The entire breadfruit tree is a multipurpose and useful resource.
By Damon Adamson.
Belonging to the Moracceae (Fig or Mulberry Family), breadfruit or ‘ulu in Hawai‘i encompasses four primary sub-species: Artocarpus altilis, Artocarpus incisus, Artocarpus mariannensis or Artocarpus communis. Grown in the Hawaiian Islands, as well as throughout the Pacific Basin area. They have been hybridized and many diversities have become prolific. There are currently 24 distinct species of breadfruit. Fruit size, shape, coloration, seeded or seedless, and seasonal ripening are a few of the differences.
The breadfruit tree is a large evergreen, growing 40-60 feet in height with lateral branch spreads that commonly exceed 30 feet. Its woody primary trunk can be two feet thick while its lateral branches are much smaller in diameter. Its distinctive 7-11 lobed dark green leaves grow alternatively on stout leafstalks of one or two inches. The elliptical shaped leaves measure 15-20 inches in length and 8-12 inches wide. The distinctive leaf shape forms from finely haired buds, five inches or less in length, which are located at the branch nodes.
Breadfruit is monoeceous or having both sex organs within a single tree. The staminate male flower, located at the branch tip grows upright and is yellowish-green, while the pistillate female flower forms a large ball, located just below the male flower. The fruit develops from the female flower and is made up of thousands of fertilized fruit growing together around a core that encompass the breadfruit in its entirety. Propagation is by root cuttings, suckers, or layering and in the seeded variety, by seed.
Equal to if not more than the variety of ‘ulu or breadfruit is its uses. Generally speaking, the entire tree can be categorized into a multipurpose and useful resource. As is commonly known, human consumption of the fruit and seeds, where available, is practiced in many forms, however breadfruit uncooked is also used to supplement livestock feed, and the large swathes of shade produced by the tree offers areas where more sun sensitive foods can be cultivated. The timber is used for housing, canoes, furniture, and firewood. The large leaves are commonly used to cover cooking pots, earthen ovens, and as wrapping for food storage, while the sticky, milk-like sap produced from the tree can be used to water seal cracks in housing, furniture, and canoes, like caulking prior to painting. There are strong suggestions of medicinal qualities also associated with the breadfruit tree.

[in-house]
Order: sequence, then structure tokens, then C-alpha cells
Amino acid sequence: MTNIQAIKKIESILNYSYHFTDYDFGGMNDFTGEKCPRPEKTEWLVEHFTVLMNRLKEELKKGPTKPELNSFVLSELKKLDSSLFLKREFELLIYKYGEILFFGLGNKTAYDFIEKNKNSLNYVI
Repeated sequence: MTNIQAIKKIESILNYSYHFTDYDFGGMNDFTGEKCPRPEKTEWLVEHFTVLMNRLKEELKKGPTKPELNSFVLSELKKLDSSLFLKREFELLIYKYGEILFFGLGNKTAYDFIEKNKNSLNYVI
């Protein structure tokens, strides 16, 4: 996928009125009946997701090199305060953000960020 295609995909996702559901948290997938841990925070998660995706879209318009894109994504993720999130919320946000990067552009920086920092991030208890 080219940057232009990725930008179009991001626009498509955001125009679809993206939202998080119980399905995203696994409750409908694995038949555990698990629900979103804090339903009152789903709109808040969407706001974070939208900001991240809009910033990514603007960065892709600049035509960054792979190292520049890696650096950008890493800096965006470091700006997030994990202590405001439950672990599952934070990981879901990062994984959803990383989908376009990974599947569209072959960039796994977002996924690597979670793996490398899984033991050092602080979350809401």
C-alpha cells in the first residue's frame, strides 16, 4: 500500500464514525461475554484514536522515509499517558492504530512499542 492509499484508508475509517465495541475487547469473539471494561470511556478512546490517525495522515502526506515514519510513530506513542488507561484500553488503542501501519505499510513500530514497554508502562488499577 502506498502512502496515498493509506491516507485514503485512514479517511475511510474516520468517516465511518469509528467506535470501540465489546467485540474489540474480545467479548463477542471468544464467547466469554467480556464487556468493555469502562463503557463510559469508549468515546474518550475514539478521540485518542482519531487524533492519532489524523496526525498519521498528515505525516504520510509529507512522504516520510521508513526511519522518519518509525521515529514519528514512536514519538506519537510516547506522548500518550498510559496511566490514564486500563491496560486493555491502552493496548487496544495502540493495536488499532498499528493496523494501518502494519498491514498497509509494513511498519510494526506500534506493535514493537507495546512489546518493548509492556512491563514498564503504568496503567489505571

- 2 cups cooked mature breadfruit.
- 1 cup finely sliced vegetables such as cucumber, cabbage or carrots.
- 3 tablespoons chopped onion.
- 1-2 tablespoons lime or other citrus juice.
- 1 chopped hard boiled egg.
- Cut the cooked breadfruit into cubes.
- Combine all ingredients.
- Serve on greens such as watercress or on edible hibiscus for a decorative touch.